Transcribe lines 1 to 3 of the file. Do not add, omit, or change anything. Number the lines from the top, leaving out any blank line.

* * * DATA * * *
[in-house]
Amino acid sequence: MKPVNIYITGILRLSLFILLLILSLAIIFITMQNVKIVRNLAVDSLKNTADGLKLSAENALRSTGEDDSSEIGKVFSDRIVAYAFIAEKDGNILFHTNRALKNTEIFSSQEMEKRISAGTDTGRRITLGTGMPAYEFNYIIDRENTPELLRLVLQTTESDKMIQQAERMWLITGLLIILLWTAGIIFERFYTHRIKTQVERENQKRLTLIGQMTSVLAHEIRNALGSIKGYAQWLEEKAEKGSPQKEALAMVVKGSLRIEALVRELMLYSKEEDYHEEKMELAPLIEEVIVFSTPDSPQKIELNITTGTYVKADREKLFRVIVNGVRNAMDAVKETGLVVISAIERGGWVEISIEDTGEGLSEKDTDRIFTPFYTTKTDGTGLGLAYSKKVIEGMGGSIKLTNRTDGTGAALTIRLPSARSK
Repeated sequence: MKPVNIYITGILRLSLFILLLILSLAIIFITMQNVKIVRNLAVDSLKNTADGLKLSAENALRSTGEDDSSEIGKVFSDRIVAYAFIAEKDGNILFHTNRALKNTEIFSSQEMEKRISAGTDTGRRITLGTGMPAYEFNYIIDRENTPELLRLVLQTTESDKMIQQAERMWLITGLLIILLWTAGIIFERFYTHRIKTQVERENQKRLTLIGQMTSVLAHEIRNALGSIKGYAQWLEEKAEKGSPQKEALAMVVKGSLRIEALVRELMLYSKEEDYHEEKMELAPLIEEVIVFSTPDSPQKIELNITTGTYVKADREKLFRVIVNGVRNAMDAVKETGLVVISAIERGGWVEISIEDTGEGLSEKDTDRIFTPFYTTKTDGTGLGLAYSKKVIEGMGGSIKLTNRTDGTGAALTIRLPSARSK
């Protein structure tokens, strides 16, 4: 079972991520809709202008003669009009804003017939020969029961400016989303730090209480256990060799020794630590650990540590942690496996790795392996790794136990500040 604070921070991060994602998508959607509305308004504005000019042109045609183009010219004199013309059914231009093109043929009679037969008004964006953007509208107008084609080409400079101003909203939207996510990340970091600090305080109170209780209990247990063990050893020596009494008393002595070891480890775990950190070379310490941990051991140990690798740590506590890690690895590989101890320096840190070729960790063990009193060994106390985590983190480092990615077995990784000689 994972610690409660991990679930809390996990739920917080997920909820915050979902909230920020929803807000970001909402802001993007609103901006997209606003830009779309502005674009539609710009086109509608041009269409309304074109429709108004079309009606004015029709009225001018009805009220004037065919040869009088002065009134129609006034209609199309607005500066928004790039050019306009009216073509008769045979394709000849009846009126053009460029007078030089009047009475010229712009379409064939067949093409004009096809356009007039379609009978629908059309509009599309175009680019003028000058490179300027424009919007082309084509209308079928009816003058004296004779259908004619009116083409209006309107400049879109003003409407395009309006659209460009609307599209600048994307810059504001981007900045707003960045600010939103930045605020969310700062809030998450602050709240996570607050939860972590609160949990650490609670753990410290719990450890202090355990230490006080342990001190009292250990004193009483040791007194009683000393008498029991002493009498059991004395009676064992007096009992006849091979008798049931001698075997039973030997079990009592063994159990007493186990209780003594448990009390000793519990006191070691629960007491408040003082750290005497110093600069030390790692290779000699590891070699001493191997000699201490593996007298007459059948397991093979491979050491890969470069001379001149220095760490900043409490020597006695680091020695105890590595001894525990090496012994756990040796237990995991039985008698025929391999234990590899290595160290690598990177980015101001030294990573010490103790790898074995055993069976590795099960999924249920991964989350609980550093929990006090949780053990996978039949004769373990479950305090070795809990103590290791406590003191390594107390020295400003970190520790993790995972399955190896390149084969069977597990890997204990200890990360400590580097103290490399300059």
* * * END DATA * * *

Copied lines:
[in-house]
Amino acid sequence: MKPVNIYITGILRLSLFILLLILSLAIIFITMQNVKIVRNLAVDSLKNTADGLKLSAENALRSTGEDDSSEIGKVFSDRIVAYAFIAEKDGNILFHTNRALKNTEIFSSQEMEKRISAGTDTGRRITLGTGMPAYEFNYIIDRENTPELLRLVLQTTESDKMIQQAERMWLITGLLIILLWTAGIIFERFYTHRIKTQVERENQKRLTLIGQMTSVLAHEIRNALGSIKGYAQWLEEKAEKGSPQKEALAMVVKGSLRIEALVRELMLYSKEEDYHEEKMELAPLIEEVIVFSTPDSPQKIELNITTGTYVKADREKLFRVIVNGVRNAMDAVKETGLVVISAIERGGWVEISIEDTGEGLSEKDTDRIFTPFYTTKTDGTGLGLAYSKKVIEGMGGSIKLTNRTDGTGAALTIRLPSARSK
Repeated sequence: MKPVNIYITGILRLSLFILLLILSLAIIFITMQNVKIVRNLAVDSLKNTADGLKLSAENALRSTGEDDSSEIGKVFSDRIVAYAFIAEKDGNILFHTNRALKNTEIFSSQEMEKRISAGTDTGRRITLGTGMPAYEFNYIIDRENTPELLRLVLQTTESDKMIQQAERMWLITGLLIILLWTAGIIFERFYTHRIKTQVERENQKRLTLIGQMTSVLAHEIRNALGSIKGYAQWLEEKAEKGSPQKEALAMVVKGSLRIEALVRELMLYSKEEDYHEEKMELAPLIEEVIVFSTPDSPQKIELNITTGTYVKADREKLFRVIVNGVRNAMDAVKETGLVVISAIERGGWVEISIEDTGEGLSEKDTDRIFTPFYTTKTDGTGLGLAYSKKVIEGMGGSIKLTNRTDGTGAALTIRLPSARSK